Prowling the frigid waters of the Bering Sea at dawn the small force ran head-on into a Jap force twice its size. The Swayback chose two heavies and for the next three hours and 42 minutes, the longest ship duel in American history, she shoveled lead.

Hit, Badly Damaged

She was hit and badly damaged three minutes after drawing black smoke from one of her adversaries. An 8-inch shell hit below the waterline on the port side, rupturing bulkheads and oil tanks, shaft alleys were flooded and oil from punctured fuel tanks sprayed into the after engine room. A near miss minutes later aggravated the damage but the battle went on.

Two enemy heavies bore down on the injured Swayback, straddling her with shells. The Salt Lake City's own gun blasts carried away her rudder stops. Steering control was lost until it was shifted to steering aft.

Shells continued to fall, one going completely through the Swayback without exploding. The cruiser and destroyers BAILEY and COGHLAN made smoke and precipitated a game of hide and seek. The respite was short-lived.

Another direct hit and a few minutes before a flood of torpedoes from destroyers dispersed the Japs, the Swayback was motionless.

Emerging from Mare Island Navy Yard May 14, 1943, the SLC entered a new phase of her career; land bombardment of enemy bases. She helped at Attu, Tarawa, Eniwetok, Saipan, Iwo Jima, Luxon, Okinawa and finally the occupation of Japan.

The Swayback was with the first groups of ships to arrive at Iwo and was one of the last major warships to leave. She spent 66 days at Okinawa, a period equaled only by one other major war vessel. Her spell of 91 days of bombardment duty in the 101 days from Feb. 16 to May 28 may be a wartime record.

During the last two months of 1945 she served as part of the navy's magic carpet returning men from the Pacific Islands.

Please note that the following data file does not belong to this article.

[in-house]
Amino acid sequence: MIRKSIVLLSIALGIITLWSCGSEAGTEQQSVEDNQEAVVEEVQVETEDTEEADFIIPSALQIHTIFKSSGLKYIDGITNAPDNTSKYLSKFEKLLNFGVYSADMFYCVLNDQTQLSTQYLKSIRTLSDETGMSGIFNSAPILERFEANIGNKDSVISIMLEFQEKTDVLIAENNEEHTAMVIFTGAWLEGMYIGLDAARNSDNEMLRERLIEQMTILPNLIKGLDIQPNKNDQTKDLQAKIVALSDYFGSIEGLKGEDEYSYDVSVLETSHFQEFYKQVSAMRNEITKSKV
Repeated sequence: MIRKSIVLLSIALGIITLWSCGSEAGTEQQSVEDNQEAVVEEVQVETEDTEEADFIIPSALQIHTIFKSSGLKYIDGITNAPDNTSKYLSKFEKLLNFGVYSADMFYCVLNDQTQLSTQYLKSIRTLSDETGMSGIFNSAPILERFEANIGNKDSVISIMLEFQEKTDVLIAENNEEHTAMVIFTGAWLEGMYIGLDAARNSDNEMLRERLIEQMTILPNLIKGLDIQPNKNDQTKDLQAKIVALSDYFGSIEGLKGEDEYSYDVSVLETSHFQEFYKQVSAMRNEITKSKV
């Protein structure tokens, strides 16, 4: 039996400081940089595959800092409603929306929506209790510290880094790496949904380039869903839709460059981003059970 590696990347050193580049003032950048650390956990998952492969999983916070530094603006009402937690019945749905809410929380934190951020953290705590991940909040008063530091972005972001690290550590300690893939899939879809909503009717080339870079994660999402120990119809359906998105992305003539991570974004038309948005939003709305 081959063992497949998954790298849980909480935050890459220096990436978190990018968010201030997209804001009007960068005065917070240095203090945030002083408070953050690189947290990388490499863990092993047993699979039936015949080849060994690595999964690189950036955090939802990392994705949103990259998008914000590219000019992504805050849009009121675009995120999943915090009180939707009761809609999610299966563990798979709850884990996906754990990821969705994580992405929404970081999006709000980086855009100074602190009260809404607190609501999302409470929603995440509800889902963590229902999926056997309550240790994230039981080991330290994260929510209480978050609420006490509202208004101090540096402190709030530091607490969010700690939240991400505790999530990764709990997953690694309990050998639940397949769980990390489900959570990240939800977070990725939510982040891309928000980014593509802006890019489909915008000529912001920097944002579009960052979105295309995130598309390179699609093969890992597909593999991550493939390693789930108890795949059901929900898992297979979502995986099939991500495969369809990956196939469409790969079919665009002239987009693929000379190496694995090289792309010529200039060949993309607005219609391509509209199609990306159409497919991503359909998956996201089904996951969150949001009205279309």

Her last appearance in the headlines came during the Bikini bomb tests when the sturdy old Swayback road out the atomic waves like a piece of balsa wood.

But she has logged her final cruise and they are taking her out to the bone yard.

The Swayback Maru soon will lie at the bottom of the sea.

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Another Article
SALT LAKE Residents still recall Birth of Ship

Memories of three Salt Lakers turned back almost 20 years Saturday following announcement the Navy will shell the cruiser Salt Lake City to the bottom of the Pacific.

Mrs. Harold F. Folland, the former Helen budge, christened the SLC at Camden, N. J., Jan. 23, 1929.

Mrs. Alan E. Brockbank, the former Gaylie Rich, was maid of honor at the launching. Twelve months later A. G. Mackenzie represented the city at commissioning in Philadelphia Dec. 11, 1929.

Mrs. Folland and Mrs. Brockbank recalled "the perfectly wonderful time we had that weekend in Philadelphia. They treated us like queens."

The absence of Utahns at commissioning ceremonies stuck in Mr. Mackenzie's mind. "I remember asking the large crowd present that cold, windy December day if any of them were from Salt Lake City. I wanted them to take part in the ceremony, but I couldn't rouse a single resident of the Beehive state."

Mr. Mackenzie represented Mayor John F. Bowman and presented the ship a silver service given by citizens and businesses of SLC.

Each of the trio expressed regret that the SLC was being destroyed.

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Operation Crossroads Index

Bikini 'Guinea Pig' Comes to Sound
Boy Spy: Private Photos of the SLC after Bikini NEW 02-24-11
Cruiser's Brave Stand
Great Ship, by Dan Valentine, SLC, UT.
Famed Cruiser's Last Day at Sea...May 25th, 1948
SLC Goes to her Watery Grave
Able-Baker Atomic Bomb Test Log for the USS SLC
SLC Veterans that went to Operation Crossroads
Elegy for "Old Swayback" by Donald C. Trenary, Lt.
Radioactivity Lingers Longer in Water Blast, 1948
Where is the SLC now?
"My Sweetheart Cries in the Night"
"Message in a Barnacle Coated Bottle"
Meeting the Bomb at Close Quarters by Matin Zuberi, JNU